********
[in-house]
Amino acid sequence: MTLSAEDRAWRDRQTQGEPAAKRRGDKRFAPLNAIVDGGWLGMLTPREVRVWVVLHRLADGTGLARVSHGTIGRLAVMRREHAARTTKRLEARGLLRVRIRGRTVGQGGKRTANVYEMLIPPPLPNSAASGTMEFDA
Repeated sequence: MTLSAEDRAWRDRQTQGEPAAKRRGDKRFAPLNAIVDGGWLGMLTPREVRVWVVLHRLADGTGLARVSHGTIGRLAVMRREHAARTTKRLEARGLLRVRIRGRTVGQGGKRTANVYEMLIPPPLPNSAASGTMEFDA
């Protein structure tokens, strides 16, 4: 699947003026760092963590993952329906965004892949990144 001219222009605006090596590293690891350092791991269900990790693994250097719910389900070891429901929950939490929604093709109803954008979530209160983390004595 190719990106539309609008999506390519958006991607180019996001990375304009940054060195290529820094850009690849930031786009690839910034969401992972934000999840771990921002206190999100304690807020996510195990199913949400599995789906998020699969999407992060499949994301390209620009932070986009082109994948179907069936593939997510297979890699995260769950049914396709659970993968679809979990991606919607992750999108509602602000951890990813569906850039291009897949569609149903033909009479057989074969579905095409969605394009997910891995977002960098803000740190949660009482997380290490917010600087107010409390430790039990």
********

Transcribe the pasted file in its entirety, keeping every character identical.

[in-house]
Amino acid sequence: MTLSAEDRAWRDRQTQGEPAAKRRGDKRFAPLNAIVDGGWLGMLTPREVRVWVVLHRLADGTGLARVSHGTIGRLAVMRREHAARTTKRLEARGLLRVRIRGRTVGQGGKRTANVYEMLIPPPLPNSAASGTMEFDA
Repeated sequence: MTLSAEDRAWRDRQTQGEPAAKRRGDKRFAPLNAIVDGGWLGMLTPREVRVWVVLHRLADGTGLARVSHGTIGRLAVMRREHAARTTKRLEARGLLRVRIRGRTVGQGGKRTANVYEMLIPPPLPNSAASGTMEFDA
């Protein structure tokens, strides 16, 4: 699947003026760092963590993952329906965004892949990144 001219222009605006090596590293690891350092791991269900990790693994250097719910389900070891429901929950939490929604093709109803954008979530209160983390004595 190719990106539309609008999506390519958006991607180019996001990375304009940054060195290529820094850009690849930031786009690839910034969401992972934000999840771990921002206190999100304690807020996510195990199913949400599995789906998020699969999407992060499949994301390209620009932070986009082109994948179907069936593939997510297979890699995260769950049914396709659970993968679809979990991606919607992750999108509602602000951890990813569906850039291009897949569609149903033909009479057989074969579905095409969605394009997910891995977002960098803000740190949660009482997380290490917010600087107010409390430790039990």